Bosu Ballast Ball Review: Is It Worth The Extra Price?

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Bosu is the brand behind a few popular models of half-ball balance trainers. In this article, we review one of their other products, the Bosu Ballast Ball.

The Bosu Ballast Ball can be described as an exercise ball, a big soft elastic ball, but with extra ballast material inside. This modification changes a few things in a way that can be both beneficial and disadvantageous depending on the situation.

Bosu Ballast Ball review in short

Matt holding a Bosu Ballast Ball

The main points of the Bosu Ballast Ball are to make the ball heavier and prevent it from moving around compared to a regular exercise ball.

Depending on what exercise you choose this can make the movement more or less challenging.

For some people easier can mean better since it helps them work up to the challenging versions. For others, easier means less training progress per minute. Below you can find more specific guidelines.

In any case, the Bosu Ballast Ball does offer a slightly different take on standard exercise balls. Even though it is slightly pricier it can be a good choice.


  • Extra ballast can help you work up to harder exercises or make exercise harder
  • Hand pump included
  • Can hold up to 300 lbs (136 kg)
  • Sturdy
  • Does not roll away when you put it somewhere


  • Pricier than regular exercise balls
  • In some cases, choosing the Bosu Ballast Ball over a standard exercise ball can slow down progress.

Training with the Bosu Ballast Ball

The extra ballast inside the ball makes it harder for the ball to move. In some types of exercises, this makes the movement harder. In others, it does the opposite. Both of these can be helpful for some individuals and slow down progress for others.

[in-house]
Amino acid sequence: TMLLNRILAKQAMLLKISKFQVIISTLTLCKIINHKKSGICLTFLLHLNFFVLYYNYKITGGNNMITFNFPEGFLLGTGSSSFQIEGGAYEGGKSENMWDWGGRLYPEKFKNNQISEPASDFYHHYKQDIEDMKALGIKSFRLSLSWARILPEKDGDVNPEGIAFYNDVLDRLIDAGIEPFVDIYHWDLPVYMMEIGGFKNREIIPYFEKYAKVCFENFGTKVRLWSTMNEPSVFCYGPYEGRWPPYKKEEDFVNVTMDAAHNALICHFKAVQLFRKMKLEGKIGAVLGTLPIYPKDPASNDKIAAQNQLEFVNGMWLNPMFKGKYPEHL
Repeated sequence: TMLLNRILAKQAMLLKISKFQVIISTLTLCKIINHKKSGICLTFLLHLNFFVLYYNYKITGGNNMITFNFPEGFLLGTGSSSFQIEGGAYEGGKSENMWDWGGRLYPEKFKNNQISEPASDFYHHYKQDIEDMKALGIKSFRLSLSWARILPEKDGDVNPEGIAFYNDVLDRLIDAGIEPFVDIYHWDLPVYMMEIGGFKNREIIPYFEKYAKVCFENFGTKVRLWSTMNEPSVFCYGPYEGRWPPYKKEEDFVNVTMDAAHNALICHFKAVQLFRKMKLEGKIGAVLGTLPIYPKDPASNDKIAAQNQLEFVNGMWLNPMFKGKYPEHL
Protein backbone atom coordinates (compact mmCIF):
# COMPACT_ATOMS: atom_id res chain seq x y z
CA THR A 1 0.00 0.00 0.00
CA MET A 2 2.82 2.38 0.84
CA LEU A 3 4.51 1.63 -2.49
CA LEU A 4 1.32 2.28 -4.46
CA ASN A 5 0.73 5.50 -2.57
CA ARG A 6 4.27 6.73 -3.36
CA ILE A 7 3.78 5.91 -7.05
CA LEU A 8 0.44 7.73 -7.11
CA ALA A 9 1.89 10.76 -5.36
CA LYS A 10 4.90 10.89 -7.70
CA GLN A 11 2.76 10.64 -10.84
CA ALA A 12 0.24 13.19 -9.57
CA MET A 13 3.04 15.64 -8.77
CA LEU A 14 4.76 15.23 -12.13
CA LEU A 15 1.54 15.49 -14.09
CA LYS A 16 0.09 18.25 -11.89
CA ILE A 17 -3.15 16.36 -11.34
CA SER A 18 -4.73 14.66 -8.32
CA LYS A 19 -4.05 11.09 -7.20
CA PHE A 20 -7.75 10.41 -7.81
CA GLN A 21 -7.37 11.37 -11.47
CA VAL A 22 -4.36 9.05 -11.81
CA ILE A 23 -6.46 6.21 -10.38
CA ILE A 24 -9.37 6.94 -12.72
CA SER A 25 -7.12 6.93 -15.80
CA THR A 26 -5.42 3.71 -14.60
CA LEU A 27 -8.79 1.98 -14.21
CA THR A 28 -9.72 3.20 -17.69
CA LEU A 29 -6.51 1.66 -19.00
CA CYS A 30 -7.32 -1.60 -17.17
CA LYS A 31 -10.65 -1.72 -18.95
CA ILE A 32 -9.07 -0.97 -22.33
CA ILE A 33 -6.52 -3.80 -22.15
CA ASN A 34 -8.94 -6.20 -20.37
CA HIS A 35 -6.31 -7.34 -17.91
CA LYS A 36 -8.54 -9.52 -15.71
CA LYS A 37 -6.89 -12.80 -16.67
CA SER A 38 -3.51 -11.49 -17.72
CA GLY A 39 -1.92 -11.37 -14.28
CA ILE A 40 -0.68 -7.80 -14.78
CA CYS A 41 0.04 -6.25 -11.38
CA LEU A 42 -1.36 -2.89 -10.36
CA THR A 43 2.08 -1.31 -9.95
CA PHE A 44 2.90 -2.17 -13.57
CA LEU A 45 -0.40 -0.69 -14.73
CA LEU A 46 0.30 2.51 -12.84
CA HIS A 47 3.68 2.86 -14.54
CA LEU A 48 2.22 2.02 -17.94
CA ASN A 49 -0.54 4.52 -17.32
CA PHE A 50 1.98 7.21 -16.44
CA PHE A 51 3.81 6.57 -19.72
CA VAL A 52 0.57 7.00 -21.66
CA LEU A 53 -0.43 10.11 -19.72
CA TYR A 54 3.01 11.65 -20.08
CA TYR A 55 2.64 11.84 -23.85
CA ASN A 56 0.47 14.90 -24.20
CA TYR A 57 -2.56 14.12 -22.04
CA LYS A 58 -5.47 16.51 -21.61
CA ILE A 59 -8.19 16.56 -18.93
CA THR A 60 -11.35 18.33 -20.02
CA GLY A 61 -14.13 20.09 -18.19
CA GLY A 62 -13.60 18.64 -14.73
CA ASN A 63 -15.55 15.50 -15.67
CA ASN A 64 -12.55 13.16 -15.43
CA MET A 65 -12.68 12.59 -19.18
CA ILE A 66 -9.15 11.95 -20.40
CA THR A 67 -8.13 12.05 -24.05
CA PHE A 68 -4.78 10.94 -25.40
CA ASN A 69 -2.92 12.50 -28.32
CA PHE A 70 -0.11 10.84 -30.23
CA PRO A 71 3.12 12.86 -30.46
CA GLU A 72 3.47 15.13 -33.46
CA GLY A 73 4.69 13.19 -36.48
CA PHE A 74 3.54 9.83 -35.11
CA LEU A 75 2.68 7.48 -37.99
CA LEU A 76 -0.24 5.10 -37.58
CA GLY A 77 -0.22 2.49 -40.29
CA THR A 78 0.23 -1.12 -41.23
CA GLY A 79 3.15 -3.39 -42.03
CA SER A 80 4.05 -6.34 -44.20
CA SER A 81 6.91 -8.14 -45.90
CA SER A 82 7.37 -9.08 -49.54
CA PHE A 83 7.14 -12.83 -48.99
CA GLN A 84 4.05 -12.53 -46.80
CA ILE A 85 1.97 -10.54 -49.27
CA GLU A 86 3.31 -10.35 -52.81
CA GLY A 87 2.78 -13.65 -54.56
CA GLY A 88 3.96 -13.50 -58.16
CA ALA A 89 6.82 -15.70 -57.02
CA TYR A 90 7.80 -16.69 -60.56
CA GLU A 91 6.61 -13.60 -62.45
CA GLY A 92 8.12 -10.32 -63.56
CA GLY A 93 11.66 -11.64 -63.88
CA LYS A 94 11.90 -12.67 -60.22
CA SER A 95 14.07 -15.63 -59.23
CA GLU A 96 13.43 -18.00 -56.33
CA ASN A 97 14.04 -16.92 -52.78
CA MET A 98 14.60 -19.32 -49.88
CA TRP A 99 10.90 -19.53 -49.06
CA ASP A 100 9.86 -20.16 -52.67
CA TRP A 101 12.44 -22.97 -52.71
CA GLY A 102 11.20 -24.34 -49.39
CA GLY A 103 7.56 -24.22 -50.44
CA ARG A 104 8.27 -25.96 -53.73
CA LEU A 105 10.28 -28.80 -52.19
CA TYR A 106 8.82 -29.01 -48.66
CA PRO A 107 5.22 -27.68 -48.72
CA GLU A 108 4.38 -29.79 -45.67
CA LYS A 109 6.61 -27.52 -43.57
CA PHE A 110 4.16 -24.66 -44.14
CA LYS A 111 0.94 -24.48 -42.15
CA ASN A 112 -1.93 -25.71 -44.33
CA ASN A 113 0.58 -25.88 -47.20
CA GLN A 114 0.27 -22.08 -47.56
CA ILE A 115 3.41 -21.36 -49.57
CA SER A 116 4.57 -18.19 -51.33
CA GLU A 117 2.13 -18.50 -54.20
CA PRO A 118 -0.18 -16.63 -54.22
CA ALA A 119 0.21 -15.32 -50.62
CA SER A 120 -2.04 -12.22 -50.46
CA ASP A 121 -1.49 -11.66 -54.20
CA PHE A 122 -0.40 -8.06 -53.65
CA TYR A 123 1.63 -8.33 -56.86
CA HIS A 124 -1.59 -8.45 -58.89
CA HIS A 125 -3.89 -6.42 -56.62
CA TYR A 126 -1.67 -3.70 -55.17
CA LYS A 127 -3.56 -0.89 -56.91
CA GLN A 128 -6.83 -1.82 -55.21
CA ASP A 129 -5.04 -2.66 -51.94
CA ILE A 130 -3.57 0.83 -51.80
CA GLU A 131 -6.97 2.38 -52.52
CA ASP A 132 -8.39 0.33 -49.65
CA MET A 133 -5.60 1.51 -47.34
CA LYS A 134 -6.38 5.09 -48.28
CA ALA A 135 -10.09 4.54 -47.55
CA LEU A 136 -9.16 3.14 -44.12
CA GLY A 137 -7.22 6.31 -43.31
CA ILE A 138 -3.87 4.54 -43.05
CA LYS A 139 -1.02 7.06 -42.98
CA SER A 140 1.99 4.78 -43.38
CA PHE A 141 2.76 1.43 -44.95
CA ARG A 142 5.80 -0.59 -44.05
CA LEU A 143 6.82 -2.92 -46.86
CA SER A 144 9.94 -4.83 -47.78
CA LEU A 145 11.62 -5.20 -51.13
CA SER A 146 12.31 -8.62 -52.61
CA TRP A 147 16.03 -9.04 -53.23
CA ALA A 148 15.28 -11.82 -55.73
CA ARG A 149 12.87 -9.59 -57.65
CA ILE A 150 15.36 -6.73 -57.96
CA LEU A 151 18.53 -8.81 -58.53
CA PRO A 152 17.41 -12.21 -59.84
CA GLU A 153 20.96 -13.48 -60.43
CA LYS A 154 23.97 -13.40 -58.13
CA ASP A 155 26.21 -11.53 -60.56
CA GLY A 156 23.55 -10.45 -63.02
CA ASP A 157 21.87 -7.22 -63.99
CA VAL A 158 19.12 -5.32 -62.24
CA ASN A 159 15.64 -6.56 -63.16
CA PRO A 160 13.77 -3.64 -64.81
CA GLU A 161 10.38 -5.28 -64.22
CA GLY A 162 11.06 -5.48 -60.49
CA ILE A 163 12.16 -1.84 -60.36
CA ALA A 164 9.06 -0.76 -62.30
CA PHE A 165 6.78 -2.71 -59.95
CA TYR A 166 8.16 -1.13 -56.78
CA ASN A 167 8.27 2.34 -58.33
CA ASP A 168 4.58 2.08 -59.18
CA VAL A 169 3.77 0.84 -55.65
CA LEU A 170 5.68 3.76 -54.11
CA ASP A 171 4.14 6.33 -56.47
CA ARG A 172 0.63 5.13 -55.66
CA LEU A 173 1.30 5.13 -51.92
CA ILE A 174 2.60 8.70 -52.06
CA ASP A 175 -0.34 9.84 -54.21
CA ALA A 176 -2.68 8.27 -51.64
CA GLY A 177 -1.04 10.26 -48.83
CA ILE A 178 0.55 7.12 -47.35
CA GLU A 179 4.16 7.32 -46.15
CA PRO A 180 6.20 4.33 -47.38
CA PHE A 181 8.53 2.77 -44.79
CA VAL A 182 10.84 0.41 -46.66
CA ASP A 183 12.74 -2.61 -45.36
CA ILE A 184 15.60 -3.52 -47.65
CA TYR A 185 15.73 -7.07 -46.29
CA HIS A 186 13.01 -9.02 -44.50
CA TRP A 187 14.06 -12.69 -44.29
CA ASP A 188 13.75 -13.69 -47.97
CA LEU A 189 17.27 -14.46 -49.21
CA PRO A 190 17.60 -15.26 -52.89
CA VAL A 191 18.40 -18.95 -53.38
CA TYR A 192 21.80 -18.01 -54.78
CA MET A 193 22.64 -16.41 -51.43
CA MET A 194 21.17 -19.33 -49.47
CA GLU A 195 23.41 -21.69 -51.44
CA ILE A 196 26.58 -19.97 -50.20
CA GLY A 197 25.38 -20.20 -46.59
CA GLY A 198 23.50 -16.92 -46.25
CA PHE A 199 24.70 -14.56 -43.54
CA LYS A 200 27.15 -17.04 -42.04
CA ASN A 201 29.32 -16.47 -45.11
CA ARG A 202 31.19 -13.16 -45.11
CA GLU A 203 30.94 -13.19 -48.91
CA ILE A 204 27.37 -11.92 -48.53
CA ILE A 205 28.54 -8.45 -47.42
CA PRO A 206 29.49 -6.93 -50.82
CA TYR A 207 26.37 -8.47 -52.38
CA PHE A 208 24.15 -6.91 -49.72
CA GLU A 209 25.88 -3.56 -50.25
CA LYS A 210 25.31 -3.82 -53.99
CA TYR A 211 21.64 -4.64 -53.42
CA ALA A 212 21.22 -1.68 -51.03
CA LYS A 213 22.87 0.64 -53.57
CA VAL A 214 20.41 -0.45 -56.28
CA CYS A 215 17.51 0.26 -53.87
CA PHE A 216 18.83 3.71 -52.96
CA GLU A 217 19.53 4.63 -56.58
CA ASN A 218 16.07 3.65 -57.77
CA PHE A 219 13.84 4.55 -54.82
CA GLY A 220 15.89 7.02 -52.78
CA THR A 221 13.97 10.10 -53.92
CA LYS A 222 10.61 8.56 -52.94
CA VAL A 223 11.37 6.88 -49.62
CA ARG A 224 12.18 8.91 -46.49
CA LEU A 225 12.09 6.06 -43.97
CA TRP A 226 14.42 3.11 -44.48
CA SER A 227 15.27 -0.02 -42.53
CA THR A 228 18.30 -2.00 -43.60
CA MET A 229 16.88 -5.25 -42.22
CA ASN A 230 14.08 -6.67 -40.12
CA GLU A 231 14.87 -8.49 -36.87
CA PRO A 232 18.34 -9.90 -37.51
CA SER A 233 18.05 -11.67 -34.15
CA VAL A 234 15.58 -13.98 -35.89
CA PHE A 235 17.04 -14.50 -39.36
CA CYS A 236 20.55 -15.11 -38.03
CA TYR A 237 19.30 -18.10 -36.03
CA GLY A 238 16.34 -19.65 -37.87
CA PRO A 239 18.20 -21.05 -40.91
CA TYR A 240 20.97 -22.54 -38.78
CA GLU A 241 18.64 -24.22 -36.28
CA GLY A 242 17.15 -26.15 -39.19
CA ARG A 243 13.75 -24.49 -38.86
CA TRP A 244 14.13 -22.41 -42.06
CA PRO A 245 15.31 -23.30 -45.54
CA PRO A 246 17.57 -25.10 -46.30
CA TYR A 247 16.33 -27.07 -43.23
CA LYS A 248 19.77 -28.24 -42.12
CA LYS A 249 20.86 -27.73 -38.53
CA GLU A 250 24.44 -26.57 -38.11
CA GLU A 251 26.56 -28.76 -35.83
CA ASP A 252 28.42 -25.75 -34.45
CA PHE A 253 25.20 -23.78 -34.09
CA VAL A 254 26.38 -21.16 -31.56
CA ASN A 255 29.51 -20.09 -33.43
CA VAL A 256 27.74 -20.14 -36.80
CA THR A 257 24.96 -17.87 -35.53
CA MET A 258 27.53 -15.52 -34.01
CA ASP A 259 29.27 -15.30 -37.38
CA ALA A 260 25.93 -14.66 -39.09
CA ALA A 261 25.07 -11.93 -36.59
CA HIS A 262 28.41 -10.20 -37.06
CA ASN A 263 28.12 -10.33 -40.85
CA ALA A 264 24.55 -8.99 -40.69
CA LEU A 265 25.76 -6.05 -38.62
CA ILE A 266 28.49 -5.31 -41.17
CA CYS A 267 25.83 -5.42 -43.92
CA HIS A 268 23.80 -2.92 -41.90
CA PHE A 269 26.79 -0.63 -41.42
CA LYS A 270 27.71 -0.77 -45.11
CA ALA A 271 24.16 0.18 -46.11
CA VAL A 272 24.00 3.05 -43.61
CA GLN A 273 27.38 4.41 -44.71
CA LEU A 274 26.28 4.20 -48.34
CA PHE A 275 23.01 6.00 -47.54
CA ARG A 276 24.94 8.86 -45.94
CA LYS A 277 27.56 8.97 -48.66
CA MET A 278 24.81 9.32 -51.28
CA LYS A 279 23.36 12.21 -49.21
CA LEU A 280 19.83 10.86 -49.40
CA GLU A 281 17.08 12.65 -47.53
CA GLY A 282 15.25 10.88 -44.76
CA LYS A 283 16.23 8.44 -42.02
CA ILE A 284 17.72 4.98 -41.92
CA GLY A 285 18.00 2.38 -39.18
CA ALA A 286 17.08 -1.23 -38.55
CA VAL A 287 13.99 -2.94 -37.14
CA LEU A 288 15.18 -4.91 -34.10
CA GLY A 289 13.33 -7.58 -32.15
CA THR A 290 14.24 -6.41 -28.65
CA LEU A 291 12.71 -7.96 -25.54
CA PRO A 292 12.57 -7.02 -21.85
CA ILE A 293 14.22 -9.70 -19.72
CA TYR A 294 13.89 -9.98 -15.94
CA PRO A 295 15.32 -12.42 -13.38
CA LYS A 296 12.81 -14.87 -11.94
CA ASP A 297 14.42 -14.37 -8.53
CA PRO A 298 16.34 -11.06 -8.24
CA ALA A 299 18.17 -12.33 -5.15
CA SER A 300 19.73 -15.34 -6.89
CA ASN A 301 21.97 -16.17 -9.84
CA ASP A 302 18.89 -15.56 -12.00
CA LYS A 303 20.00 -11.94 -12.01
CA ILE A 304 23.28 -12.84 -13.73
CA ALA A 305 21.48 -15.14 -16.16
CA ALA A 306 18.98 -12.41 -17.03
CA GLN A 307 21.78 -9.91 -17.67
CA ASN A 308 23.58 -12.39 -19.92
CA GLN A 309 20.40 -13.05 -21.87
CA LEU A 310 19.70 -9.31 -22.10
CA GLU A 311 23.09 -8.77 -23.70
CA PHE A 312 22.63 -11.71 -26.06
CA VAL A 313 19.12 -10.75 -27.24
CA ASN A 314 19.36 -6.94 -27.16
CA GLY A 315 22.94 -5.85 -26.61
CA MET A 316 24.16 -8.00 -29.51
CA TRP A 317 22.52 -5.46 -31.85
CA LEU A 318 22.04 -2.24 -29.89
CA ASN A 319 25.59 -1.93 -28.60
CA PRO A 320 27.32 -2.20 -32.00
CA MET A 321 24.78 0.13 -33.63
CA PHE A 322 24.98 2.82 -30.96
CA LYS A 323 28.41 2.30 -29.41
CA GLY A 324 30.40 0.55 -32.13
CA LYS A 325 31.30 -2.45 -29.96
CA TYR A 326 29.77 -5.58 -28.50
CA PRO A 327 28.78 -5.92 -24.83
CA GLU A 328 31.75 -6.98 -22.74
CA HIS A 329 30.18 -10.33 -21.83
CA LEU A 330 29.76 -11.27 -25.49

When it comes to balance and coordination exercises, using a Bosu Ballast Ball is generally easier than a regular exercise ball. For individuals at a relatively low skill level when it comes to these things, this can be helpful for working up to more challenging exercises.

If you are already experienced with balance and coordination, using a Bosu Ballast Ball will slow down your progress compared to using a regular exercise ball.

In exercises like a hamstring curl where you need to move the ball with your muscles, a Bosu Ballast Ball makes the exercise harder than a regular exercise ball.

In other exercises like an exercise ball plank where the goal is to keep the exercise ball in place with your muscles, the model with extra ballast is the easier version.

Again beginners can benefit from an easier step-up to harder exercises. Again more experienced individuals will see faster progress from the more challenging options.

Lastly, another way to use exercise balls is as a chair to increase movement throughout the day. The Bosu Ballast Ball makes this easier which is generally the opposite of what you want. A regular exercise ball will be better for being more active throughout the day.

Using the Bosu Ballast Ball to do a hamstring curl
Using the Bosu Ballast Ball to do an exercise ball plank

How long does the Bosu Ballast Ball last?